Southern Moravia photography guide
Our contributors have added 14 photo spots to this Southern Moravia photo guide. Have you discovered an amazing new location in Southern Moravia?
Moravia is a historical country in the Czech Republic occupying the south-eastern part of the country, and has as its capital Brno, the second largest city in the Czech Republic (390.000 inhabitants).The land takes its name from the Morava river, which traverses the area southward.
For photographers the most iconic part of the region is Southern Moravia, near to the city of Kyjov. The most interesting area forms the shape of a triangle between the villages Svatobožice, Čejč and Žarošice. On the foothills of the Carpathians there are some smooth, long hills with large fields of extensive agriculture. Vast areas planted with cereals, buckwheat and rapeseed, as well as some beautiful vineyards make the area quite similar to Tuscany or the Palouse region. Instead of Tuscany's classic cypresses you’ll find poplars, elms and chestnut-lined avenues and in the place of iconic Italian villas there are numerous scenic chapels, usually surrounded by trees. In the spring you’ll find stunning structured patchwork fields bursting with colour – details seen with tele lens are similar to Rothko's paintings.
Other noteworthy spots described in this guide are the windmill villages 25km northward from Kyjov. Agriculture is not as well developed here as in the Kyjov area – the fields are noticeably smaller, there are more forest areas, but the ornament of two outstanding windmills makes that region worth a visit.
Southern Moravia also offers great opportunities for nature photographers and you can almost treat a visit there as a european safari. Expect to see many roe-deer (known as ‘Moravian antelope’), hares and pheasants, many of which are accustomed to human presence.
The major difference between Moravia and Tuscany or the Palouse region is the soil structure. In Southern Moravia there are some lignite seams, which are close to the planted surfaces. Brown coal dust affects the colour of the soil, which is why freshly plowed light brown fields are often full of much darker coloured earth and can look like they are in the shadow of heavy clouds.
Most popular Southern Moravia photo spots
I have included in this small guide 14 of my favourite spots to photograph the landscapes of Moravia. If time is unlimited, I would recommend spending five - seven days and returning at least a second time to many of these spots, especially to those that work well as sunrise and sunset options. If you only have a day or two to spend in this region, I would start with Dufek vineyard, St. Barbara chapel and Tsunami, as they are close enough to shoot all three in one evening. I would also strongly recommend the Chestnut Avenue spot, which is one of the most scenic views in this region.
There are no restrictions regarding photography in the Southern Moravia area and it's probably one of the safest places in Europe. The best time to visit the area is spring which usually begins with a flourish at the start of April and coincides with some of the first green cereal-filled lawns and plowed, brown fields. In the second half of April and first half of May the rapeseed fields are in full bloom, making the landscape spectacularly colourful. It's also worth visiting Moravia in autumn, when the vineyards are full of warm colours and the fields are already ploughed for the winter.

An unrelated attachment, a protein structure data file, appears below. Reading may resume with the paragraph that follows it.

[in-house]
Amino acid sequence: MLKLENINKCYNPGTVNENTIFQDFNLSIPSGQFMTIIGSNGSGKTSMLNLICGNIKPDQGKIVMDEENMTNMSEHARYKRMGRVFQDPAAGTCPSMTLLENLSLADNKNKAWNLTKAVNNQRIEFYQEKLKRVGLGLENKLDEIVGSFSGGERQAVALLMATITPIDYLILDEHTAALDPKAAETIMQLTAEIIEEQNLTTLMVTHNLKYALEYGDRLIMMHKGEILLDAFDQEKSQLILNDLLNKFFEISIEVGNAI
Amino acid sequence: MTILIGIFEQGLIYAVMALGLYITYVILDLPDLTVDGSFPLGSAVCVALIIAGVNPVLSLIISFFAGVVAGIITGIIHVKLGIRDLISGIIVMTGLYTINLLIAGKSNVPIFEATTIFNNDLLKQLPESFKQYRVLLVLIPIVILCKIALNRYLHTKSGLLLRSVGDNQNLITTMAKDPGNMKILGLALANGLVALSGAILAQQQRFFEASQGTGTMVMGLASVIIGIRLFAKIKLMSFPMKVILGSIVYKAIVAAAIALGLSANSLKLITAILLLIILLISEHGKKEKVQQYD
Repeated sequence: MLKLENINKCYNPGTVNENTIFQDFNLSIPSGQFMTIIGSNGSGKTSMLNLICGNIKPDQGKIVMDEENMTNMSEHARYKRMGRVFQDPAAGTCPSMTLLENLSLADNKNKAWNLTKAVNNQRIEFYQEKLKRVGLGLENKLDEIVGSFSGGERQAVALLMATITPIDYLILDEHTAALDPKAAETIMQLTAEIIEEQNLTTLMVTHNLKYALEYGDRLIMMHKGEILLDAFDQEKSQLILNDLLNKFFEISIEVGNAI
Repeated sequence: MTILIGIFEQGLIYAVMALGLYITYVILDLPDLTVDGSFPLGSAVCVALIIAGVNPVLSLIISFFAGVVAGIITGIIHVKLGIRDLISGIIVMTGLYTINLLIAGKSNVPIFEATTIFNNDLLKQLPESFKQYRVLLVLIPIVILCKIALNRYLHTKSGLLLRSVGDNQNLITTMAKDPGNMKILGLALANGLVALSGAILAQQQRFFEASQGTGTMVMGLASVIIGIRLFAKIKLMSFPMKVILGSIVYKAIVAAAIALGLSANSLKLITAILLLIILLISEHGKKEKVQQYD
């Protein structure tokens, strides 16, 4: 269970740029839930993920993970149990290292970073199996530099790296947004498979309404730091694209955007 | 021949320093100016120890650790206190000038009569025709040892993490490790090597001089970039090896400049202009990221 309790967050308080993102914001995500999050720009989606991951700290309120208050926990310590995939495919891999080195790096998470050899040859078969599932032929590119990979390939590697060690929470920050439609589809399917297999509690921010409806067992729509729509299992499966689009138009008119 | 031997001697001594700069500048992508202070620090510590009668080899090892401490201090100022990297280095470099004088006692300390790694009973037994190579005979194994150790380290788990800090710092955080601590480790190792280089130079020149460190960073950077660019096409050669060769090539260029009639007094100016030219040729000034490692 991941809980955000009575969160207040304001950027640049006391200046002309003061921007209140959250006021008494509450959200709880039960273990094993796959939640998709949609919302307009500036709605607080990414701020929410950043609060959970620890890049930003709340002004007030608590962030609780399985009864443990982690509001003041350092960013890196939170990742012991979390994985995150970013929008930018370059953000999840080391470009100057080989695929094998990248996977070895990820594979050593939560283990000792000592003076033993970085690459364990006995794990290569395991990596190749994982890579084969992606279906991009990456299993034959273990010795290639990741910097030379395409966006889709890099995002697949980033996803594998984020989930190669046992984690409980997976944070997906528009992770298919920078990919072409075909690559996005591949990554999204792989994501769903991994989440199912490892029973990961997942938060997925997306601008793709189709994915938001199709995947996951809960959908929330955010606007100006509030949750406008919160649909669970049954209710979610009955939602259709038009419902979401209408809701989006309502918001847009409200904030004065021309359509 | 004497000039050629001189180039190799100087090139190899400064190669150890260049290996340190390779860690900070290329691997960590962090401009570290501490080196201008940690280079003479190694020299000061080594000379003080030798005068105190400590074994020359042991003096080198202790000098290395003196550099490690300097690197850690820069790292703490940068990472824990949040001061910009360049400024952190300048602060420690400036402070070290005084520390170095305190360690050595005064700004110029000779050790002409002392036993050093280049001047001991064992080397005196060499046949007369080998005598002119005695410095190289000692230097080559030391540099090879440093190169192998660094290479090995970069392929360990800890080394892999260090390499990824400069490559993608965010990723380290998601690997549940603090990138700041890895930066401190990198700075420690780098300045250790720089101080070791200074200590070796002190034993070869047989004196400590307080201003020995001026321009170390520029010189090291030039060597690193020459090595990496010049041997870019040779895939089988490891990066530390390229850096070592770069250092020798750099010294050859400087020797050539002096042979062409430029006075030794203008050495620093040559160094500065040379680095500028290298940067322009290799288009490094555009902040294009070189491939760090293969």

Your most important items of gear will be a long telephoto lens with a solid tripod. In Southern Moravia you’ll want to shoot the details of the landscape which are usually far away from the spot. Lenses should have at least 300mm on a full frame camera, but a longer focal length would be even better. In my opinion, a 400mm lens should cover the majority of spots mentioned in this guide. A stable tripod for heavier lenses is another necessity for shooting here. Please take note when packing that this area lies on a large passageway between the Alps, Carpathians and Bohemian Massiv, so strong winds are quite common here. Wading boots will also be a useful item to pack as they will help you to stay dry during scouting walks through muddy fields and paths after rain.
Also good to note is that the rich, loose Moravian soil is sensitive to wind, and on breezy days you’ll find there is a lot of dust in the air. Don't change your lens out in the open unless it’s absolutely necessary and clean your front lens regularly.
You can easily reach Moravia by plane. There are not many flights into our out of the local airport, Tuřany in Brno, but from nearby Vienna or Bratislava airports you can easily reach the region. A rental car will be indispensable to explore the rolling fields and Moravian countryside. One big advantage of this region is the quality of the roads, which in most cases will get you directly to the spots.
In Kyjov and surrounding areas there are a few accommodation options from 10 - 25€/per person per night. The cheapest category is a kind of youth hostel, known as ubytovna (Trifin in Kyjov, www.ubytovani.trifin.cz/ubytovna-kyjov/). A more comfortable place to stay is the 3-star Hotel Pivovar (www.kyjovsky-pivovar.cz), with it's own brewery and a good restaurant. Outside the city you can find nice places to stay in the surrounding villages. I can recommend Penzion Svatoborski Sklipek in Svatobožice (www.vinarstvi-dufek.cz/vinny-sklipek-ubytovanim/), as mentioned in The Josef Dufek vineyard spot description or try any of the pensions in the wine cellars of Mutenice. In the high photographic season (april-may) it's advisable to reserve your room in advance.
In the Tourist Information centre (informačni centrum, Svatoborska 26, Kyjov) near to the city market you can buy good maps of the region. An exchange bureau (směnárna) is located at Kollarova 226/10.
Piotr Skrzypiec Curator
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